10Gb network transfers

i've used Opus for YEARS and it is my favorite windows explorer replacement
BUT, recently I upgraded my network to 10Gb because of the growing file sizes and total amounts of data they I need to push from one machine to another or to a NAS on the network

Opus does not work well with 10Gb networks, at least for me
a file that I can transfer at 689MB/s using windows explorer only gets 278-341MB/s on Opus
and if I turn that transfer around and send it the other way between the 2 machines PC and NAS
with explorer I get 497MB/s (physical drive limitations without raid)
with OPUS I get 65MB/s

This appears to be because either opus does not use disk caching or is by passing it during the transfers
is there a setting i'm missing

In the future we'll be moving (where possible) to the same method File Explorer uses to copy files, since it seems some network drivers/hardware (or possibly the OS itself) just can't buffer file transfers properly unless the data is given in a very specific/arcane way.

(A consequence of this is that almost everything in every program, other than file copies done via CopyFileEx, will be similarly slow if the hardware/drivers/OS are affected in this way. It's just you don't notice because things rarely report performance numbers for operations like opening and saving files.)

In the meantime, this thread has some things you can try which may speed things up:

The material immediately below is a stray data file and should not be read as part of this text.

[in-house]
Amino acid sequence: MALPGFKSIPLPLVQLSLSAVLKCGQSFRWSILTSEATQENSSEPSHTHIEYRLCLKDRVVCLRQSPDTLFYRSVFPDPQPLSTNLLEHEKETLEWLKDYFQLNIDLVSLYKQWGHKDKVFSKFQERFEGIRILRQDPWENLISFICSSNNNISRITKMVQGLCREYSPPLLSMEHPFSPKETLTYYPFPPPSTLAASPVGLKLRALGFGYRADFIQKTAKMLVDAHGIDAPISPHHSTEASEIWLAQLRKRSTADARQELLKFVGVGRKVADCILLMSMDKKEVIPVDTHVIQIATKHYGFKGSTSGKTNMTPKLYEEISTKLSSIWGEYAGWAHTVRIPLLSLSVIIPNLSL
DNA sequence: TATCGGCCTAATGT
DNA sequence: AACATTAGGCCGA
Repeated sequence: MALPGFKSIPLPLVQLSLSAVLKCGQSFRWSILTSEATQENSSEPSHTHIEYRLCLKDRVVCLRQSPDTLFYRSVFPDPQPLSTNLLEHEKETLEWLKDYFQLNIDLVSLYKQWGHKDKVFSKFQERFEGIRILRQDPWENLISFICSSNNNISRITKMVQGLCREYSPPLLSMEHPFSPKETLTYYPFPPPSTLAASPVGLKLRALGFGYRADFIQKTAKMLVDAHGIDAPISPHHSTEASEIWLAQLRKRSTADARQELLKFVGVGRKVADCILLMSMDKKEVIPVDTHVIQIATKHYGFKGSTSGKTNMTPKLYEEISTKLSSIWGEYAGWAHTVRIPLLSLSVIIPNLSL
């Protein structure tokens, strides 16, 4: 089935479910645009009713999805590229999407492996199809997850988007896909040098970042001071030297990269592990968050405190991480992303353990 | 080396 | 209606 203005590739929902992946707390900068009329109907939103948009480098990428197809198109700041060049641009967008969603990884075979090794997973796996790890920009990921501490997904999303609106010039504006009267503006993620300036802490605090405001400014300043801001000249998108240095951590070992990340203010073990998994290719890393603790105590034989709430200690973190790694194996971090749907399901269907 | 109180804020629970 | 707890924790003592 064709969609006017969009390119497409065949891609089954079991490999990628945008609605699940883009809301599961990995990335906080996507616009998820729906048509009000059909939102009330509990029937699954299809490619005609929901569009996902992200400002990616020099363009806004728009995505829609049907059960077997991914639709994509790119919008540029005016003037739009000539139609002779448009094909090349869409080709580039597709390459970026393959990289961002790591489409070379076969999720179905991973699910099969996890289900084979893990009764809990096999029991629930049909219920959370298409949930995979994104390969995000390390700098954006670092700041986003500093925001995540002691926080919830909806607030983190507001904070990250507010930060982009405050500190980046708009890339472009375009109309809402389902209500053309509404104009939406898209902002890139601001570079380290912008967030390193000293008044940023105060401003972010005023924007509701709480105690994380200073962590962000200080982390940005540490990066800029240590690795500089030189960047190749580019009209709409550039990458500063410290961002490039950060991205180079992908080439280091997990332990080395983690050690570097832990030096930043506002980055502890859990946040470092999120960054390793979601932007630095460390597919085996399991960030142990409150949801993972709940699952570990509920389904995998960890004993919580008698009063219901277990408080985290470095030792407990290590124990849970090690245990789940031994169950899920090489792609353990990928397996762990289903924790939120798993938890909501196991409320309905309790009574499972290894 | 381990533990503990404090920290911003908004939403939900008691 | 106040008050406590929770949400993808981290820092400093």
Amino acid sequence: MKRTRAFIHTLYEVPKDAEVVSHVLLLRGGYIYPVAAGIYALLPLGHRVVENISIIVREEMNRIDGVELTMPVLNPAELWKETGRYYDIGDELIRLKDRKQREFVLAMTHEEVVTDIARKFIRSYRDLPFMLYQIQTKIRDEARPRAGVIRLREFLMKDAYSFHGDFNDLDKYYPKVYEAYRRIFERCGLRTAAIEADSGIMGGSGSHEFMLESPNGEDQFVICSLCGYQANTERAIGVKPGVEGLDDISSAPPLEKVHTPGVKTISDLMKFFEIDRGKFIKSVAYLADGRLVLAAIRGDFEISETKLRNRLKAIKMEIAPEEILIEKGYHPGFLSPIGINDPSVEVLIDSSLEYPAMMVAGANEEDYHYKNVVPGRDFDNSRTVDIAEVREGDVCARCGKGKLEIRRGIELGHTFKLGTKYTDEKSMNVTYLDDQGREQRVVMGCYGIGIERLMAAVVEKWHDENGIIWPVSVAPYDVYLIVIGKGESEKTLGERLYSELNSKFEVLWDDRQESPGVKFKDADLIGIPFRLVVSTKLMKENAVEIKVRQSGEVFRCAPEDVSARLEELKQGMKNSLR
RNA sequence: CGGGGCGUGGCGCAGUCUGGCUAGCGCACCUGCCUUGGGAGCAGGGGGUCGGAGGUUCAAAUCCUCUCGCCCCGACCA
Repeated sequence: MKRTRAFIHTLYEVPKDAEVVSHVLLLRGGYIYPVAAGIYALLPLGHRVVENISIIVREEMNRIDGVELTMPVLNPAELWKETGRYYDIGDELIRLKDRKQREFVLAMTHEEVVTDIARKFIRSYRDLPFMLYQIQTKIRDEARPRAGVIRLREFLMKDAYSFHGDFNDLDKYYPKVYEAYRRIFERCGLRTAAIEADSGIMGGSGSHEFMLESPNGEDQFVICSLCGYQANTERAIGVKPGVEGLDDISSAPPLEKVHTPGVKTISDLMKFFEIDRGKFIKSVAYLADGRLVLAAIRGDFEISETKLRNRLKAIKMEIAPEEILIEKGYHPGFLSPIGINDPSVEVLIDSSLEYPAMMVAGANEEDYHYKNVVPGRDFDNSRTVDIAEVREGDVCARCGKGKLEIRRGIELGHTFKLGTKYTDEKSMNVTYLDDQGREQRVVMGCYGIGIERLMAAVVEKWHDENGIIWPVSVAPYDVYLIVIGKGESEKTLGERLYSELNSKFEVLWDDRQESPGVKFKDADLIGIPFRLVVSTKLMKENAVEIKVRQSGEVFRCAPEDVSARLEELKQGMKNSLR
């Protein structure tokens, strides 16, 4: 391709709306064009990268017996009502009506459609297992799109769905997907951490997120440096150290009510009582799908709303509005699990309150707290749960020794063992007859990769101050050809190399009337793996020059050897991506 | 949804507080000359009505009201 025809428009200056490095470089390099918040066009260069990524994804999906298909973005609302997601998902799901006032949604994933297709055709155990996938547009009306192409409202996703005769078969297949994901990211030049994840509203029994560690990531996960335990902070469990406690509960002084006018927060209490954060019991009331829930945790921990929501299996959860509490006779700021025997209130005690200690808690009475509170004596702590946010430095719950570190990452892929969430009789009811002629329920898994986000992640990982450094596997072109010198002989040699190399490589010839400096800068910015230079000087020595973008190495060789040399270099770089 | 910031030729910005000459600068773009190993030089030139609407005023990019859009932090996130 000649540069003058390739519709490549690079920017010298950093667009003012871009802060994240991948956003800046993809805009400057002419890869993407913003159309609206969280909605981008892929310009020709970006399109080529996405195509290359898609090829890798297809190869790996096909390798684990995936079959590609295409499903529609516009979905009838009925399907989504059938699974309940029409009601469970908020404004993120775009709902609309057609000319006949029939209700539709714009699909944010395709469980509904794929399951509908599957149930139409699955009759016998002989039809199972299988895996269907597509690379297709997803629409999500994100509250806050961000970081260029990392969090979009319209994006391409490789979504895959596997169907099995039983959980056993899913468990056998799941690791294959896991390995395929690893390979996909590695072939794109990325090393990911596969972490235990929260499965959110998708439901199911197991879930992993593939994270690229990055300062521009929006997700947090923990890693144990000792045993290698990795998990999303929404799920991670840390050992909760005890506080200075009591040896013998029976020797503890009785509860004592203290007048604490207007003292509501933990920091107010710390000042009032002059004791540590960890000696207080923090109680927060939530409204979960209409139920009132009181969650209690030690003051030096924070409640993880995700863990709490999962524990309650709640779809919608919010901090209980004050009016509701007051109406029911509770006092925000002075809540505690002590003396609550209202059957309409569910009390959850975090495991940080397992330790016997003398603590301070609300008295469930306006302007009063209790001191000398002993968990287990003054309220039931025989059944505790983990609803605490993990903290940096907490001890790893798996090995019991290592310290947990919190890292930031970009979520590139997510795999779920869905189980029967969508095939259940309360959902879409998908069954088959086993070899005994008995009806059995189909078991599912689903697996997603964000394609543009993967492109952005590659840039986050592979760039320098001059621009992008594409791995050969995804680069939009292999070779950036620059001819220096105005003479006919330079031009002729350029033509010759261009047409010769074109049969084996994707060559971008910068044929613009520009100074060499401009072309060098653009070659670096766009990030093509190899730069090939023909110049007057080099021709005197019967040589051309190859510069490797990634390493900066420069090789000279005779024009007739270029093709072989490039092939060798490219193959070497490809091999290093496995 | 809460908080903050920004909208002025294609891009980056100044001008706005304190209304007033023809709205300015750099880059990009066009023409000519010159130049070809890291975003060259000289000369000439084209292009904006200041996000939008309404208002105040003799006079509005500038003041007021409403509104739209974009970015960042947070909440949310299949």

(Edit: Changed link to go to the start of the thread.)

The copy buffer sizes/thresholds in Preferences / Miscellaneous/ Advanced are the main things you can tweak that can affect this, at the moment.

this forsure helped but still not quite right
get alot of stop and go
but it is better

Is this going to get fixed in the next version? It's the biggest headache for me and costs a lot of time.

i've been waiting to see this fixed before I pay to upgrade again
right now when I start doing large file transfers on the network I go back to windows explorer to do them

Only issue i've really ever had with opus is this 10gb issue and since the average person does not have 10gb in their houses its probably not a top priority

Is this progressing for the next version maybe? It's my single biggest pain point which hurts me daily. This is the Windows Explorer. Opus maybe does 150-200 MB

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It's progressing but it will not be in the next update.

We've shown Opus is able to copy at several GB/s using a RAM drive, so the speed difference you're seeing will still come down to an issue with some aspect of the network/drivers/firewall/etc. bottlenecking somewhere, which is going to slow down everything that sends data over the network unless it uses one particular API to copy files. It's still worth fixing that, even after we release a change to use that API in Opus (which is still some time away). It's just you can't measure how slow it's making most things as most things don't report transfer speeds.

Does the FileSystemObject.CopyFile method use this API?

I swear to you, it's not network/drivers/firewall/etc. because Windows Explorer or Total Commander copy with maximum speed. Easy to measure with a stopwatch.

I haven't checked using a debugger, but I expect it does.

There's also a NirSoft command-line tool which can be used to copy files using the API, which may be a bit easier to integrate into an Opus button, if that's the plan. (Although I am not sure if it can move files as well as copy them, from memory.)